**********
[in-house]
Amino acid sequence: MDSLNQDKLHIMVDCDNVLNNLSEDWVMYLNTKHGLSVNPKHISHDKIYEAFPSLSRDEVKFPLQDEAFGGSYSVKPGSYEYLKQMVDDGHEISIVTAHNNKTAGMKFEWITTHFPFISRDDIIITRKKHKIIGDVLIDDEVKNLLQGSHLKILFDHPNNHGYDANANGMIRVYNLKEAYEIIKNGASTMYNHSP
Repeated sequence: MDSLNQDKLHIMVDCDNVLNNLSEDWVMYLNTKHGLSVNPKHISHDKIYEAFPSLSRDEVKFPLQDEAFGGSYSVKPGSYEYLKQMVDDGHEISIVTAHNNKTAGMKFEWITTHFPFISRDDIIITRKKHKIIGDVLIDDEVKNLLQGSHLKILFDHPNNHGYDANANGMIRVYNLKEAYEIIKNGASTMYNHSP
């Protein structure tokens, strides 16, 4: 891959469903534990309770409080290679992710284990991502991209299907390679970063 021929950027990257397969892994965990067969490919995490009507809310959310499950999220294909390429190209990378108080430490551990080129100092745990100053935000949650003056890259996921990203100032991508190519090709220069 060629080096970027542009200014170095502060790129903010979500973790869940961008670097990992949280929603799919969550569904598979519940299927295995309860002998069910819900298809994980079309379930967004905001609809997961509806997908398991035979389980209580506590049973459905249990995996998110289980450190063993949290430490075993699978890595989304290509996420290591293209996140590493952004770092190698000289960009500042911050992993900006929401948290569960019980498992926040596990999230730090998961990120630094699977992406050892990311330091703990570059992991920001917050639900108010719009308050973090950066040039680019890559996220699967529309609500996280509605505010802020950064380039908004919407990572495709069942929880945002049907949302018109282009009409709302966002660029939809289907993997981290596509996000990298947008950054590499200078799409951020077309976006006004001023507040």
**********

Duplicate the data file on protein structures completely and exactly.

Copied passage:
[in-house]
Amino acid sequence: MDSLNQDKLHIMVDCDNVLNNLSEDWVMYLNTKHGLSVNPKHISHDKIYEAFPSLSRDEVKFPLQDEAFGGSYSVKPGSYEYLKQMVDDGHEISIVTAHNNKTAGMKFEWITTHFPFISRDDIIITRKKHKIIGDVLIDDEVKNLLQGSHLKILFDHPNNHGYDANANGMIRVYNLKEAYEIIKNGASTMYNHSP
Repeated sequence: MDSLNQDKLHIMVDCDNVLNNLSEDWVMYLNTKHGLSVNPKHISHDKIYEAFPSLSRDEVKFPLQDEAFGGSYSVKPGSYEYLKQMVDDGHEISIVTAHNNKTAGMKFEWITTHFPFISRDDIIITRKKHKIIGDVLIDDEVKNLLQGSHLKILFDHPNNHGYDANANGMIRVYNLKEAYEIIKNGASTMYNHSP
């Protein structure tokens, strides 16, 4: 891959469903534990309770409080290679992710284990991502991209299907390679970063 021929950027990257397969892994965990067969490919995490009507809310959310499950999220294909390429190209990378108080430490551990080129100092745990100053935000949650003056890259996921990203100032991508190519090709220069 060629080096970027542009200014170095502060790129903010979500973790869940961008670097990992949280929603799919969550569904598979519940299927295995309860002998069910819900298809994980079309379930967004905001609809997961509806997908398991035979389980209580506590049973459905249990995996998110289980450190063993949290430490075993699978890595989304290509996420290591293209996140590493952004770092190698000289960009500042911050992993900006929401948290569960019980498992926040596990999230730090998961990120630094699977992406050892990311330091703990570059992991920001917050639900108010719009308050973090950066040039680019890559996220699967529309609500996280509605505010802020950064380039908004919407990572495709069942929880945002049907949302018109282009009409709302966002660029939809289907993997981290596509996000990298947008950054590499200078799409951020077309976006006004001023507040």